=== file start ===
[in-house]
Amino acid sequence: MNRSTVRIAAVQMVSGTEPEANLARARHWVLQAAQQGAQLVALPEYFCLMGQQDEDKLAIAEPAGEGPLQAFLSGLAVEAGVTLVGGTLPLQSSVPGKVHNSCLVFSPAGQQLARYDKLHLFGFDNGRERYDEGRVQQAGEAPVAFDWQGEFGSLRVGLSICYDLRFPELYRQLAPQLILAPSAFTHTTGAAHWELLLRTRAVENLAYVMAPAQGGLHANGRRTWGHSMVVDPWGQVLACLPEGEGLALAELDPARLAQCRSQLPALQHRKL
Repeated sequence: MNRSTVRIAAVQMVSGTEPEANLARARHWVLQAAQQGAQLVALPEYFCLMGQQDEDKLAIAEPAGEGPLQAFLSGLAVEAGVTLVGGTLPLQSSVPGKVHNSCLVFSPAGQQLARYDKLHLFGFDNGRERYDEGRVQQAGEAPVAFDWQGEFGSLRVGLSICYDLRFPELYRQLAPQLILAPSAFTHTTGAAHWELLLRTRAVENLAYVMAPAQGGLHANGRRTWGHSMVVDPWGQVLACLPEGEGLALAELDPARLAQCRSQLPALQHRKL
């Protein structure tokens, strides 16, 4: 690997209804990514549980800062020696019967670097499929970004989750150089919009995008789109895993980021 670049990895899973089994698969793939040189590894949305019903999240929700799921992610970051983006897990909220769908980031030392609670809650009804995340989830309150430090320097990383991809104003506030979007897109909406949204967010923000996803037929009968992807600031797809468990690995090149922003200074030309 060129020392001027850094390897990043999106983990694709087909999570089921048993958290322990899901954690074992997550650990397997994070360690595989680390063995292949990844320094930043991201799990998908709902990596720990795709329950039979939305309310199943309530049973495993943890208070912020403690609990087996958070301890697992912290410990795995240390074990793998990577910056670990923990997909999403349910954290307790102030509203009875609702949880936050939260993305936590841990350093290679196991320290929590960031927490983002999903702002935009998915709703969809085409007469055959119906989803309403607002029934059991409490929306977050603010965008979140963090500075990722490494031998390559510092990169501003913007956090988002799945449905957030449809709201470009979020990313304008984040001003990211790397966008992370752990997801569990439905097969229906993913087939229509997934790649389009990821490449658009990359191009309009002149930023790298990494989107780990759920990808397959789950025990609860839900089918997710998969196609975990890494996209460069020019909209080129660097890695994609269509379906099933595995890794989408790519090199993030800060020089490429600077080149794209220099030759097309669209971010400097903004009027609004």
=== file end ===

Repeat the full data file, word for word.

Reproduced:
[in-house]
Amino acid sequence: MNRSTVRIAAVQMVSGTEPEANLARARHWVLQAAQQGAQLVALPEYFCLMGQQDEDKLAIAEPAGEGPLQAFLSGLAVEAGVTLVGGTLPLQSSVPGKVHNSCLVFSPAGQQLARYDKLHLFGFDNGRERYDEGRVQQAGEAPVAFDWQGEFGSLRVGLSICYDLRFPELYRQLAPQLILAPSAFTHTTGAAHWELLLRTRAVENLAYVMAPAQGGLHANGRRTWGHSMVVDPWGQVLACLPEGEGLALAELDPARLAQCRSQLPALQHRKL
Repeated sequence: MNRSTVRIAAVQMVSGTEPEANLARARHWVLQAAQQGAQLVALPEYFCLMGQQDEDKLAIAEPAGEGPLQAFLSGLAVEAGVTLVGGTLPLQSSVPGKVHNSCLVFSPAGQQLARYDKLHLFGFDNGRERYDEGRVQQAGEAPVAFDWQGEFGSLRVGLSICYDLRFPELYRQLAPQLILAPSAFTHTTGAAHWELLLRTRAVENLAYVMAPAQGGLHANGRRTWGHSMVVDPWGQVLACLPEGEGLALAELDPARLAQCRSQLPALQHRKL
């Protein structure tokens, strides 16, 4: 690997209804990514549980800062020696019967670097499929970004989750150089919009995008789109895993980021 670049990895899973089994698969793939040189590894949305019903999240929700799921992610970051983006897990909220769908980031030392609670809650009804995340989830309150430090320097990383991809104003506030979007897109909406949204967010923000996803037929009968992807600031797809468990690995090149922003200074030309 060129020392001027850094390897990043999106983990694709087909999570089921048993958290322990899901954690074992997550650990397997994070360690595989680390063995292949990844320094930043991201799990998908709902990596720990795709329950039979939305309310199943309530049973495993943890208070912020403690609990087996958070301890697992912290410990795995240390074990793998990577910056670990923990997909999403349910954290307790102030509203009875609702949880936050939260993305936590841990350093290679196991320290929590960031927490983002999903702002935009998915709703969809085409007469055959119906989803309403607002029934059991409490929306977050603010965008979140963090500075990722490494031998390559510092990169501003913007956090988002799945449905957030449809709201470009979020990313304008984040001003990211790397966008992370752990997801569990439905097969229906993913087939229509997934790649389009990821490449658009990359191009309009002149930023790298990494989107780990759920990808397959789950025990609860839900089918997710998969196609975990890494996209460069020019909209080129660097890695994609269509379906099933595995890794989408790519090199993030800060020089490429600077080149794209220099030759097309669209971010400097903004009027609004």